National HIV testing week ran from November 21, right through until World AIDS day on December 1 2015 (we know, that’s longer than a week, but you get the general idea). One of my colleagues took this opportunity to get tested at her local doctors and agreed to share the details of her experience with us.
Over the course of the last week, health campaigners, GP practices and members of staff at city councils have been encouraging the people of Great Britain to get tested. Specifically, to get a blood test for HIV. The topic of HIV and AIDS is one of no small controversy: most of us are uncomfortable to talk about it, or when we do, it is with a hurried explanation that it is something that happens to other people, and that is of course, incredibly tragic when it does. While it is true that there are certain groups, such as gay and bisexual cis-gender men, that are more affected by HIV as a demographic, HIV affects over 100,000 people living in the UK, and especially here in Leeds.
As I sit down in a plastic chair for my HIV blood test, my phlebotomist, Gemma, tells me that Leeds has the highest number of people living with HIV in the country. This number could be even higher, given that the World Health Organisation estimates that only 53% of people who are HIV positive actually know their status. This is why my GP practice, the Meanwood Health Centre, is offering free HIV and other blood-borne disease testing for every new patient that registers.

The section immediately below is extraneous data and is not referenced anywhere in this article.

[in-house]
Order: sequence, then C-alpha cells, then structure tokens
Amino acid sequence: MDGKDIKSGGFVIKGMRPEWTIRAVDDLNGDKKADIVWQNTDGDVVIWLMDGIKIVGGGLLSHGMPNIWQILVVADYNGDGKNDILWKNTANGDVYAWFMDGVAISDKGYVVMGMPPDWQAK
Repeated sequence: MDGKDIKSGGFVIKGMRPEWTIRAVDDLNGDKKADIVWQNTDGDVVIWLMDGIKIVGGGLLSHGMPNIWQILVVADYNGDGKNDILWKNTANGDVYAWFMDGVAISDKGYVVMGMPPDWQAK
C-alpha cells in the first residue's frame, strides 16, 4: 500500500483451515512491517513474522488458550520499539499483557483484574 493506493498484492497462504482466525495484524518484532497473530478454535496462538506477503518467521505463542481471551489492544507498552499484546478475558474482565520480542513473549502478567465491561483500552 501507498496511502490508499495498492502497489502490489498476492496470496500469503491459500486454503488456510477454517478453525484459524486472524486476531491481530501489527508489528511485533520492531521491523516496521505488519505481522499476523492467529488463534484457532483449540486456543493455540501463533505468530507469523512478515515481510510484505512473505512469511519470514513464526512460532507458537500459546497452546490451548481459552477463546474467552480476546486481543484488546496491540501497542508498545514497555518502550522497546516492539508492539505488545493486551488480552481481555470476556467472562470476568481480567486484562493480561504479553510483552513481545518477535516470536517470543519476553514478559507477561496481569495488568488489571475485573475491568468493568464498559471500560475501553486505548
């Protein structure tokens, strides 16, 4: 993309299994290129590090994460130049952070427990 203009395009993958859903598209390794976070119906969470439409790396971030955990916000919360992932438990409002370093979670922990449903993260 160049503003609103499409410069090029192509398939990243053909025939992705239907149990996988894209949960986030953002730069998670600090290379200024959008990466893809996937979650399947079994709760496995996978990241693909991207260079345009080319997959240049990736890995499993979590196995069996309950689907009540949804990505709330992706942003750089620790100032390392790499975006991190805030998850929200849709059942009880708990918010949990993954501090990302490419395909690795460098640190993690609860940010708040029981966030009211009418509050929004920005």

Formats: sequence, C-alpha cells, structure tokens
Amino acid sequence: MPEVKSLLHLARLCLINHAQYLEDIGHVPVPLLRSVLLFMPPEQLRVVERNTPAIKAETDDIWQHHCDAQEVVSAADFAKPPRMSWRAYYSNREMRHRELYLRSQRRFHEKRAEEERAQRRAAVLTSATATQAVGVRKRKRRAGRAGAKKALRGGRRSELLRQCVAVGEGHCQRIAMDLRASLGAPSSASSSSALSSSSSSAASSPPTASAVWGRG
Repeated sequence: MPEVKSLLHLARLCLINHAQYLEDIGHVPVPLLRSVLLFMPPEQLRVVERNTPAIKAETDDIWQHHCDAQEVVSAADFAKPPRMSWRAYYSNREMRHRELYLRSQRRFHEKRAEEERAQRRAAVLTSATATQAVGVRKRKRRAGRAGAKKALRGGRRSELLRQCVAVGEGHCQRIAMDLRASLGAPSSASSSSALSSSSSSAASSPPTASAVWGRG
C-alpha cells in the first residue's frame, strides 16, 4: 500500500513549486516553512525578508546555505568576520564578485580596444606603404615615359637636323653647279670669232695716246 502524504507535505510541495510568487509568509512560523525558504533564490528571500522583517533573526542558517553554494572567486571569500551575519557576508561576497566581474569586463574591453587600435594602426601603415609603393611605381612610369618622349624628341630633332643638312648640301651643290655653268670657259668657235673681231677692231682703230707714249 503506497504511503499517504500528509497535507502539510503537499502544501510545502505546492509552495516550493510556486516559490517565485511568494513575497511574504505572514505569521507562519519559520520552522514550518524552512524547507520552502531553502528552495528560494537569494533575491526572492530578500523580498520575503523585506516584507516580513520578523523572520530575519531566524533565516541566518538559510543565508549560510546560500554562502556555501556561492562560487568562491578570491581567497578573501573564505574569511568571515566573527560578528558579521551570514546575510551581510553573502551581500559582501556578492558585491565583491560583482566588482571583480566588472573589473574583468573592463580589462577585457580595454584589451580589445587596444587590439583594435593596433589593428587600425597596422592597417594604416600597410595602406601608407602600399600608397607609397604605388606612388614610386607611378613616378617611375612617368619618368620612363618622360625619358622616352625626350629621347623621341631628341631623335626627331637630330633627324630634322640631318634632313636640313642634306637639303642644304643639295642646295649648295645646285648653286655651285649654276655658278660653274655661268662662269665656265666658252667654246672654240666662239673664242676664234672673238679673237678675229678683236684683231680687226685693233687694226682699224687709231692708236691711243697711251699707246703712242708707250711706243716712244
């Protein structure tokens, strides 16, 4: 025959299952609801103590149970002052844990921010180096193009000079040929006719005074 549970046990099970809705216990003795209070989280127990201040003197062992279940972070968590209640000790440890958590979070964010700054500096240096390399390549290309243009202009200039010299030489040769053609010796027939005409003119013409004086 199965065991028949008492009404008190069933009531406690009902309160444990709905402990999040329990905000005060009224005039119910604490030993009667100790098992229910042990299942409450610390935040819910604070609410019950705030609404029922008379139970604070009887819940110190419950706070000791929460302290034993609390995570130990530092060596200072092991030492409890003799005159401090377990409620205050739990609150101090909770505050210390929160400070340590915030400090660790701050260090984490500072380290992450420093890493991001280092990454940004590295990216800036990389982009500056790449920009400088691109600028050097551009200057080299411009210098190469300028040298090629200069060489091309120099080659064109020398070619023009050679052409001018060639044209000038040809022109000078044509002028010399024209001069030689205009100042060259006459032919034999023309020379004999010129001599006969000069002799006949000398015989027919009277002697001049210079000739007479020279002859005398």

I don’t belong to either of the two groups that the National HIV Testing Week identifies as most vulnerable (men who sleep with men, and black African heterosexual men and women), but I’ve had a diversity of partners that means I could have been exposed, and it’s therefore good to check; just in case. More important than my own blood test though, is raising awareness for people who are in those vulnerable groups.
“If people would just look it up, they would realise that it’s no problem at all to have HIV”, Gemma says as she prods at the inside of my elbow, “You can live a long and healthy life. The problem comes when people don’t get checked, don’t know, and HIV develops into AIDS in your 40s or 50s.”
Gemma is entirely right: there shouldn’t be the kind of stigma that still lingers around the topic of HIV. It is exactly that stigma that is preventing people from getting tested and keeping themselves safe from the real threat of AIDS. If you’re not comfortable going into a doctor’s practice and signing up for a test, you can order a home sampling kit on-line. Though if you’re a resident of the Leeds Meanwood area, Gemma the phlebotomist is really nice.